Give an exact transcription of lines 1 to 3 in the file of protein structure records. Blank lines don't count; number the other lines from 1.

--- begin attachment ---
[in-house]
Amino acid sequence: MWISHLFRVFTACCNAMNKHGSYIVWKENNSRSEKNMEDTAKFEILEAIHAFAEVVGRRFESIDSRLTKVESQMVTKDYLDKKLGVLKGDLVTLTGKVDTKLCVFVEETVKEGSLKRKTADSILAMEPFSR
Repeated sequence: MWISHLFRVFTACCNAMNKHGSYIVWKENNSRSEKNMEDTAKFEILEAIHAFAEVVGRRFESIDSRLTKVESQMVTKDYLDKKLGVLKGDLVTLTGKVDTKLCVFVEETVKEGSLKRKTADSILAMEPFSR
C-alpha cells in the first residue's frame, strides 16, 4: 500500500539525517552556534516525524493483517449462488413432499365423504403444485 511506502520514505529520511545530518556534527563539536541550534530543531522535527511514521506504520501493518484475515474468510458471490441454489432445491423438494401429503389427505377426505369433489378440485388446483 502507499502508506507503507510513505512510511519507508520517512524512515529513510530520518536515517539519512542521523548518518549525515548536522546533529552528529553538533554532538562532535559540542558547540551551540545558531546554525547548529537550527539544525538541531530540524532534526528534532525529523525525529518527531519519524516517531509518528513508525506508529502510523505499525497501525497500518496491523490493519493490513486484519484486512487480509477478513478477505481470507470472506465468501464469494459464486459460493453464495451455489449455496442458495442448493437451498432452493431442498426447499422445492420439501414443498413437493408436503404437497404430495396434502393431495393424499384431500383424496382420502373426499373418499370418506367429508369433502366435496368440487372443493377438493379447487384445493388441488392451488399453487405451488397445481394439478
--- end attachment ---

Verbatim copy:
[in-house]
Amino acid sequence: MWISHLFRVFTACCNAMNKHGSYIVWKENNSRSEKNMEDTAKFEILEAIHAFAEVVGRRFESIDSRLTKVESQMVTKDYLDKKLGVLKGDLVTLTGKVDTKLCVFVEETVKEGSLKRKTADSILAMEPFSR
Repeated sequence: MWISHLFRVFTACCNAMNKHGSYIVWKENNSRSEKNMEDTAKFEILEAIHAFAEVVGRRFESIDSRLTKVESQMVTKDYLDKKLGVLKGDLVTLTGKVDTKLCVFVEETVKEGSLKRKTADSILAMEPFSR